[flagallery gid=9 name=”Gallery”]Here we are at Whistler. Who would have thought we would be walking in snow on June 7th? We took the Whistler Gondola while watching hundreds of crazy downhill bikers on their dirt track courses & jumps. We stopped at the Round House, played in the snow and had a light lunch. Temp 6C and saw a few snow flurries. Then we took the amazing new Peak2Peak which crossed from Whistler to Blackcomb Mountain. This is a 4.4 km journey between peaks and is the longest unsupported span in the world of 3 km. It is the highest lift of its kind above the valley floor. Coming back we took a cable car with a glass floor which was an experience. What a view! The trees looked like grass. There is an unusual amount of snow left and it might be more than another 2 weeks before they open the peak chairlift. We went up to 6,000 feet elevation. The town is a very touristy area but nice to walk around and there are lots of walkways and pedestrian areas. I highly recommend a visit if you are out west!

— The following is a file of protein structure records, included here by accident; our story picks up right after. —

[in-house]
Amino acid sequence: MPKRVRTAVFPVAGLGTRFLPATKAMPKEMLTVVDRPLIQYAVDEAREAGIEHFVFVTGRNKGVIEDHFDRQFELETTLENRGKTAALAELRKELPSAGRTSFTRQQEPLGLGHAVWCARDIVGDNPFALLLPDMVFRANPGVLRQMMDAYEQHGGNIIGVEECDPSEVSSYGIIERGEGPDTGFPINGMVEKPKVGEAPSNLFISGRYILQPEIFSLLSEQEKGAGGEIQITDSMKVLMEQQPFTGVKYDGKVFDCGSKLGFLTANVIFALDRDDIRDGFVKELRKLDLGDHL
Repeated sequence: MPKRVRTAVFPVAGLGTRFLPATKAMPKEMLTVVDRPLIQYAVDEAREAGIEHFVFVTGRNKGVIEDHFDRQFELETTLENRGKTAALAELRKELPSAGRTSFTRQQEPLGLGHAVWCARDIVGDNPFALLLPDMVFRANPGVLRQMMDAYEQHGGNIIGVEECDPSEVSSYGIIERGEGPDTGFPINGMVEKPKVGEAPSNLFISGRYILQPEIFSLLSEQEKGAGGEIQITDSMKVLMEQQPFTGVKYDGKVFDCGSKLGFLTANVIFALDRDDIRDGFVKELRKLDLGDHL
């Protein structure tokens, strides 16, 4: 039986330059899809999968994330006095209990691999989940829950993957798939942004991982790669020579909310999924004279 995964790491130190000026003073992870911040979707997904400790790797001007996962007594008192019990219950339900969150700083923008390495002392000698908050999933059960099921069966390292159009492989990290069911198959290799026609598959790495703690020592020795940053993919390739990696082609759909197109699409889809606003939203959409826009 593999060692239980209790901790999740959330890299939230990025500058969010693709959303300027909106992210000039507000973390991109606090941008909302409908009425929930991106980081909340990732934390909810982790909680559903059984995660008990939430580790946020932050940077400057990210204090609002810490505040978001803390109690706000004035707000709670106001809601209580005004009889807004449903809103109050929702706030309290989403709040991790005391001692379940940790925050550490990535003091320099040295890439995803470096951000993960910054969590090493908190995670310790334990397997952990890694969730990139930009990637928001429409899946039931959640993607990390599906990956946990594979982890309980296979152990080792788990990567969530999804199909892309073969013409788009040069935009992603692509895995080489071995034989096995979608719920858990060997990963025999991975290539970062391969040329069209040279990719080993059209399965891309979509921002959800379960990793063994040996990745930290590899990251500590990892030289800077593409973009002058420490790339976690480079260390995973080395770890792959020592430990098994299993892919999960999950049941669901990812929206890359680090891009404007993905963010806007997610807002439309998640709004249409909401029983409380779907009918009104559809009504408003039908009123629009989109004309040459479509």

Of all the cities that I’ve ever been in I must say that Venice is my favourite. It is like no other city that exists and to me it feels like being on a movie set. Last time we were there we rode a waterbus (vaporetti) around the whole 1- hour route three times. It gave us a great opportunity to observe people as they got on & off the bus and as we motored around the loop I sat in amazement looking at the buildings as we passed by.
Venice dates back to 421 and is constructed on woodpiles. As wood does not decay under water these woodpiles have become like stone and most are still intact after centuries. The foundations rest on the piles and the buildings above these footings. Flooding occurs frequently from the Adriatic tides usually in the winter time. Many of the buildings have lost the use of their ground floors due to water damage and you can see where the water has risen above the doorsteps. We were there in the fall once and had to leave St. Mark’s Square early due to the water which was rising up over the steps of the Cathedral. Dreadful to witness this.